More Lessons in Friendship

Operation Friendship went into effect last week.  G invited another boy to join him and his best friend at his weekly social skill practice.  While G and the new boy were occupied with an activity, Miss L pulled the best friend aside to let him know that if he was feeling overwhelmed or needed a break that he could express that to her.  The best friend (I’ll call him BF)  told her that he loved playing with G and was doing fine.  But they still put a plan in place where if BF felt he needed a break he could put a note in their teacher’s confidential comment box.

On Friday, BF felt he needed that break and put the note into the comment box.  G’s teacher got another boy, E,  excited about playing with G at recess pulled G aside to let him know what was going on.  Tears welled up in G’s eyes but he reportedly held it together well.  She started to coach him on the idea that he and BF were still friends when G cut her off, saying he knew all that because his mom explained it to him.  She asked him to tell her what we’d talked about and he repeated all the ‘rules of friendship’ in a typically scripted fashion.  Which means the words sunk in, but putting those rules into practice was emotional.

E let G pick their recess activity and they played really well together – morning recess was a success!  But at lunch recess, the teacher forgot to put as much time into prepping G, understandably assuming that he would still have their earlier conversation in his head.  At lunch recess, G told his playground aide that he knew BF wanted to play with other boys but that was ok because G wanted to play with those other boys too.  Rather clever manipulation on G’s part.  It took some discussion to make G understand what giving your friends a break really entails and was again very frustrating and emotional for G.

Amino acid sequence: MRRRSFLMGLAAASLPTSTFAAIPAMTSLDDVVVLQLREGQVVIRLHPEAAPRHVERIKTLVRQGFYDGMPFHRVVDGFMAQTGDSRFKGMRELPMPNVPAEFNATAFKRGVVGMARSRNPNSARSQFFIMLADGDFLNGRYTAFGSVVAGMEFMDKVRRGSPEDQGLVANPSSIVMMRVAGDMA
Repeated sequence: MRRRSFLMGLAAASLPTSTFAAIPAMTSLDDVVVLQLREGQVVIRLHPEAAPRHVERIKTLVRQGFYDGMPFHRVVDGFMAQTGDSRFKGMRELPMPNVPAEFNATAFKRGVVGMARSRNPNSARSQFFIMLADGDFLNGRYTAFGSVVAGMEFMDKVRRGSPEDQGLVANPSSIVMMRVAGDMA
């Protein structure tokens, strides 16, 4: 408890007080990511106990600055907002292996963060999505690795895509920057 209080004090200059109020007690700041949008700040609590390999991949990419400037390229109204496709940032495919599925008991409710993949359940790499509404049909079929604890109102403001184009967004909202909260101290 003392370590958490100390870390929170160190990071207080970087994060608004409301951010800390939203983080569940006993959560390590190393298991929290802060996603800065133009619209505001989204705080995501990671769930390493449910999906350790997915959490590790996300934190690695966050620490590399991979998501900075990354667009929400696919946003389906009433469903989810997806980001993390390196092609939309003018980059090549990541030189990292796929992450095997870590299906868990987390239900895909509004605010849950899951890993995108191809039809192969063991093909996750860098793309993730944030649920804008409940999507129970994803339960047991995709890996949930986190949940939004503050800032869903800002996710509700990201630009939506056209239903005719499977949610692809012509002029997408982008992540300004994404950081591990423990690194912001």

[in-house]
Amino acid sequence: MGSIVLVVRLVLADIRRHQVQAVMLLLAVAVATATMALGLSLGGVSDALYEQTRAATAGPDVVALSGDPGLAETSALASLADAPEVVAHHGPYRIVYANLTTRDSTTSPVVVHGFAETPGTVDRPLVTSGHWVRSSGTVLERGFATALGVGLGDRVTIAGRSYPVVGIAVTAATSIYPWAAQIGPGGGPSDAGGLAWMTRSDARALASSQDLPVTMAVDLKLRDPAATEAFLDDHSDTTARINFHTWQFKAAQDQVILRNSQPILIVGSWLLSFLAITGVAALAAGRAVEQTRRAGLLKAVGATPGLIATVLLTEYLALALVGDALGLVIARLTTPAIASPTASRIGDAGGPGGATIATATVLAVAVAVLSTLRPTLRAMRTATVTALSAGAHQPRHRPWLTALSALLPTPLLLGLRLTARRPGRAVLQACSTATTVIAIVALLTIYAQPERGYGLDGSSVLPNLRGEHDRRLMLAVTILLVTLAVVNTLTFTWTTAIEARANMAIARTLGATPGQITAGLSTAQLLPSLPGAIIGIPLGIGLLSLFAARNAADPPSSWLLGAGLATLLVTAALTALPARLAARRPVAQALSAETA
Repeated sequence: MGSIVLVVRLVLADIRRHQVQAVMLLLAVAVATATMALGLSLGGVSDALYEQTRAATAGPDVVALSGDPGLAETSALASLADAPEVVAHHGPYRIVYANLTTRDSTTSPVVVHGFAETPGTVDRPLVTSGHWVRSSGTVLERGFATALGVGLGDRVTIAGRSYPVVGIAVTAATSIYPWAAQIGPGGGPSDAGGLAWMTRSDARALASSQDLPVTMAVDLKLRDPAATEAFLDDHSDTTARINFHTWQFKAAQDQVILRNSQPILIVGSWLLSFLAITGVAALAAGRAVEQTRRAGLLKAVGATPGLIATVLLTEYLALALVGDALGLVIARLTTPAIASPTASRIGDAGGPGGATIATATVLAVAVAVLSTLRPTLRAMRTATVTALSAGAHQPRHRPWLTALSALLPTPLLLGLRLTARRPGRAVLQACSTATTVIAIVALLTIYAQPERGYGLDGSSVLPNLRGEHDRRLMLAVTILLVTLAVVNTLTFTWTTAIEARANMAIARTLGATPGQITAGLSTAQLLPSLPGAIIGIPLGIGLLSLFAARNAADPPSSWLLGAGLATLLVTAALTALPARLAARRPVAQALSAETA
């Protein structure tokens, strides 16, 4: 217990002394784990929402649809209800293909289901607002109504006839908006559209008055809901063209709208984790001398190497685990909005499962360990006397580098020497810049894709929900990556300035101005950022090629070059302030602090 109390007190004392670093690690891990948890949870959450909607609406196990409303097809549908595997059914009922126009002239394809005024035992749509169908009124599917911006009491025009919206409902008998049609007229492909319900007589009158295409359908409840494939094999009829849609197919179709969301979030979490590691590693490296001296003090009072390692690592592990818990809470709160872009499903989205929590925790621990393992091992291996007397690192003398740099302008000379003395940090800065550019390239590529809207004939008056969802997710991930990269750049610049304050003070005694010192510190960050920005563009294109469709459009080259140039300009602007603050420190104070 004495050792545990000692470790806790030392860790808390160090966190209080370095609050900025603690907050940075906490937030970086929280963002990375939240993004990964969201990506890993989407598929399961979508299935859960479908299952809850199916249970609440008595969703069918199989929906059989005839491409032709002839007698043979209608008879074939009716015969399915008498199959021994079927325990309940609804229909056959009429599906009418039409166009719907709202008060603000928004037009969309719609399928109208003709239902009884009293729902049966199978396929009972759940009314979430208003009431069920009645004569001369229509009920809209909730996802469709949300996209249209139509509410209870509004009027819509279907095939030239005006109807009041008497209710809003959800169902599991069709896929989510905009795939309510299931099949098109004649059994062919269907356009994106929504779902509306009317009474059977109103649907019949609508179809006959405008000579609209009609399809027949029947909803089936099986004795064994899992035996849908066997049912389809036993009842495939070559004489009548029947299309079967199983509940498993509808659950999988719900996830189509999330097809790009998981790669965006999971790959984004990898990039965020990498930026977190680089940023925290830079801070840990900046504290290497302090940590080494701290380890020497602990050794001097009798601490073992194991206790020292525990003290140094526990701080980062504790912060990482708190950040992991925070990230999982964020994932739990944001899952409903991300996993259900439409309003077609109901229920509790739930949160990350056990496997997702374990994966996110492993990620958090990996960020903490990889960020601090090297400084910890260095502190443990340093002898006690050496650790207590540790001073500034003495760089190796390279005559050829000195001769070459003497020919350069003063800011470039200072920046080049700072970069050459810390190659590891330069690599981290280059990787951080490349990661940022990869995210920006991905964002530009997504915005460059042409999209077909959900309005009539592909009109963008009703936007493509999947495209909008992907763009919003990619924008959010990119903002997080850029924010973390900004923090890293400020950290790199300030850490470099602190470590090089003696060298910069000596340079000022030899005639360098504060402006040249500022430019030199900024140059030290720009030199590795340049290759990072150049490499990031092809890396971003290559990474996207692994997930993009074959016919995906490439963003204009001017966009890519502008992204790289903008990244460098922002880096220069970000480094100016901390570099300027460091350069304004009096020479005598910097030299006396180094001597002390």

My heart is breaking for G.  It was such a monumental moment when he formed this close friendship with BF.  Watching him learn these hard lessons about relationships is bittersweet.  I know it is wonderful that he has the capacity to learn these things and it is important to teach it this way vs letting him smother BF until their friendship is damaged.  But it is so hard to watch him struggle with this.  I just want to hug him and cry with him.  It’s also a little scary because while I know we’re doing everything we can to teach these lessons in a proactive fashion, there’s no guarantee that it is going to work.  G has such a strong desire to be social but there is the very real possibility that G will suffocate this friendship and then be in a spot where he has no friends again.  We’re in a position where we can teach what we can and support where we can, but the outcome is completely up to G.

Published in: on March 14, 2011 at 9:37 am  Comments (1)  

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  1. Hugs… and thanks for sharing. I feel your pain as my (11 yr old) son recently expressed his sadness about friendships. We are moving this summer and he is approaching the change bravely, knowing where he will go to school and has met some of the kids. However, while we were playing with the dog, he let his concerns about moving leak, saying that he really shouldn’t move. He said that he has a hard time making friends and needs to keep the few friends that he has. When I said something like that the kids in his class like him, he said that maybe they do but they aren’t his friends. They move on. My heart broke.

    Our kids are so brave; I hope I can be 1/2 as brave and give him the support he needs to keep trying… I give you much credit for your (and G’s) recent triumphs and efforts… and wish you continued strength, creativity, patience, and acceptance of a job well done.

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